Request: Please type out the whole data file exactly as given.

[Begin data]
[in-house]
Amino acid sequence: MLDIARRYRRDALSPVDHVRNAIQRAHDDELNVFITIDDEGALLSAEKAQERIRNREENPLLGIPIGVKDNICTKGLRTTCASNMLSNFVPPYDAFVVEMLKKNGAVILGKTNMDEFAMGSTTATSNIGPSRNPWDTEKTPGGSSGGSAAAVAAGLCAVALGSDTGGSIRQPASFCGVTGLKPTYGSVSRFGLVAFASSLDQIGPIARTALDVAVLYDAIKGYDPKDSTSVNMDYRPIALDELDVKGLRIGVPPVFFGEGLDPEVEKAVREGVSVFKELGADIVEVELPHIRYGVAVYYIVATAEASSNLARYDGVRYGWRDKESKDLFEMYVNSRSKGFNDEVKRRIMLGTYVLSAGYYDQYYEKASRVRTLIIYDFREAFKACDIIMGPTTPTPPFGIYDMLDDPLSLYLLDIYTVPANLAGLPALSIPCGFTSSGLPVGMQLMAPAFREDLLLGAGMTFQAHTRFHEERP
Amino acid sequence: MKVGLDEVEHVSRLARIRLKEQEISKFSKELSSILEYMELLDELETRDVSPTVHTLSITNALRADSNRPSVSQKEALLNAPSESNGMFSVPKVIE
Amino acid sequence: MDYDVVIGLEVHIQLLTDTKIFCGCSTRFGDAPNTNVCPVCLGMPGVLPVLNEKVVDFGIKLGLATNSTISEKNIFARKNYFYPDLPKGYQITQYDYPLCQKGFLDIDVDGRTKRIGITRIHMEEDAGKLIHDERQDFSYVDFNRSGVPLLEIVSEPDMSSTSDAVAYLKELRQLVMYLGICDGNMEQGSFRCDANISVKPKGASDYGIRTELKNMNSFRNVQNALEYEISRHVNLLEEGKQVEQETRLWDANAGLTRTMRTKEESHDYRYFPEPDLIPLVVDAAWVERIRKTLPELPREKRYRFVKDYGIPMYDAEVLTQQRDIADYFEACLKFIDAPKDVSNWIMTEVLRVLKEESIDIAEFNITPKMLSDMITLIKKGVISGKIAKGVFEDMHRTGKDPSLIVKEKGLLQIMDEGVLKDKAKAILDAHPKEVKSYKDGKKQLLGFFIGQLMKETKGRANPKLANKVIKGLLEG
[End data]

[in-house]
Amino acid sequence: MLDIARRYRRDALSPVDHVRNAIQRAHDDELNVFITIDDEGALLSAEKAQERIRNREENPLLGIPIGVKDNICTKGLRTTCASNMLSNFVPPYDAFVVEMLKKNGAVILGKTNMDEFAMGSTTATSNIGPSRNPWDTEKTPGGSSGGSAAAVAAGLCAVALGSDTGGSIRQPASFCGVTGLKPTYGSVSRFGLVAFASSLDQIGPIARTALDVAVLYDAIKGYDPKDSTSVNMDYRPIALDELDVKGLRIGVPPVFFGEGLDPEVEKAVREGVSVFKELGADIVEVELPHIRYGVAVYYIVATAEASSNLARYDGVRYGWRDKESKDLFEMYVNSRSKGFNDEVKRRIMLGTYVLSAGYYDQYYEKASRVRTLIIYDFREAFKACDIIMGPTTPTPPFGIYDMLDDPLSLYLLDIYTVPANLAGLPALSIPCGFTSSGLPVGMQLMAPAFREDLLLGAGMTFQAHTRFHEERP
Amino acid sequence: MKVGLDEVEHVSRLARIRLKEQEISKFSKELSSILEYMELLDELETRDVSPTVHTLSITNALRADSNRPSVSQKEALLNAPSESNGMFSVPKVIE
Amino acid sequence: MDYDVVIGLEVHIQLLTDTKIFCGCSTRFGDAPNTNVCPVCLGMPGVLPVLNEKVVDFGIKLGLATNSTISEKNIFARKNYFYPDLPKGYQITQYDYPLCQKGFLDIDVDGRTKRIGITRIHMEEDAGKLIHDERQDFSYVDFNRSGVPLLEIVSEPDMSSTSDAVAYLKELRQLVMYLGICDGNMEQGSFRCDANISVKPKGASDYGIRTELKNMNSFRNVQNALEYEISRHVNLLEEGKQVEQETRLWDANAGLTRTMRTKEESHDYRYFPEPDLIPLVVDAAWVERIRKTLPELPREKRYRFVKDYGIPMYDAEVLTQQRDIADYFEACLKFIDAPKDVSNWIMTEVLRVLKEESIDIAEFNITPKMLSDMITLIKKGVISGKIAKGVFEDMHRTGKDPSLIVKEKGLLQIMDEGVLKDKAKAILDAHPKEVKSYKDGKKQLLGFFIGQLMKETKGRANPKLANKVIKGLLEG